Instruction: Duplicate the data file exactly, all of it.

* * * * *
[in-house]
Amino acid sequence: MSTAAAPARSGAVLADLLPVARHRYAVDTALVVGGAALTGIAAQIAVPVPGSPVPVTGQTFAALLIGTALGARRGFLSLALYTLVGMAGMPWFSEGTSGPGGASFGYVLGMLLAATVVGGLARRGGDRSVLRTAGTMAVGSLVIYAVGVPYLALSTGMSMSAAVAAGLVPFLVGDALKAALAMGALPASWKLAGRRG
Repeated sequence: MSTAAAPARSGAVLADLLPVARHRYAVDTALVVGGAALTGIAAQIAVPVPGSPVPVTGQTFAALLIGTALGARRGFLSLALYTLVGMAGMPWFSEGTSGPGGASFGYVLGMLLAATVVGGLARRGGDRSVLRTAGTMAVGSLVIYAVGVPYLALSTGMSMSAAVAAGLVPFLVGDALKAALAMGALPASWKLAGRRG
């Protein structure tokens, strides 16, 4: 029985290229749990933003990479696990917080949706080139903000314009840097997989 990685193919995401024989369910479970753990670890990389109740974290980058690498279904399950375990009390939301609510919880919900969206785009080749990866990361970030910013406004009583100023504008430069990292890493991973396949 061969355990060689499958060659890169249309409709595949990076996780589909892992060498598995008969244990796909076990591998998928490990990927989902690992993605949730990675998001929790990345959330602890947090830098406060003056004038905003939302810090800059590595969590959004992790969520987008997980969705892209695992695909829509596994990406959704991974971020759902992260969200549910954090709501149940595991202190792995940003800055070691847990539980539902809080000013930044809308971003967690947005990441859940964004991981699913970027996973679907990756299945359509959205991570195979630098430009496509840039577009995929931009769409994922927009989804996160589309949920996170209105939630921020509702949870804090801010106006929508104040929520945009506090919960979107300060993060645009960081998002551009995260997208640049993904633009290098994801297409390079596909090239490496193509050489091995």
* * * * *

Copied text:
[in-house]
Amino acid sequence: MSTAAAPARSGAVLADLLPVARHRYAVDTALVVGGAALTGIAAQIAVPVPGSPVPVTGQTFAALLIGTALGARRGFLSLALYTLVGMAGMPWFSEGTSGPGGASFGYVLGMLLAATVVGGLARRGGDRSVLRTAGTMAVGSLVIYAVGVPYLALSTGMSMSAAVAAGLVPFLVGDALKAALAMGALPASWKLAGRRG
Repeated sequence: MSTAAAPARSGAVLADLLPVARHRYAVDTALVVGGAALTGIAAQIAVPVPGSPVPVTGQTFAALLIGTALGARRGFLSLALYTLVGMAGMPWFSEGTSGPGGASFGYVLGMLLAATVVGGLARRGGDRSVLRTAGTMAVGSLVIYAVGVPYLALSTGMSMSAAVAAGLVPFLVGDALKAALAMGALPASWKLAGRRG
């Protein structure tokens, strides 16, 4: 029985290229749990933003990479696990917080949706080139903000314009840097997989 990685193919995401024989369910479970753990670890990389109740974290980058690498279904399950375990009390939301609510919880919900969206785009080749990866990361970030910013406004009583100023504008430069990292890493991973396949 061969355990060689499958060659890169249309409709595949990076996780589909892992060498598995008969244990796909076990591998998928490990990927989902690992993605949730990675998001929790990345959330602890947090830098406060003056004038905003939302810090800059590595969590959004992790969520987008997980969705892209695992695909829509596994990406959704991974971020759902992260969200549910954090709501149940595991202190792995940003800055070691847990539980539902809080000013930044809308971003967690947005990441859940964004991981699913970027996973679907990756299945359509959205991570195979630098430009496509840039577009995929931009769409994922927009989804996160589309949920996170209105939630921020509702949870804090801010106006929508104040929520945009506090919960979107300060993060645009960081998002551009995260997208640049993904633009290098994801297409390079596909090239490496193509050489091995």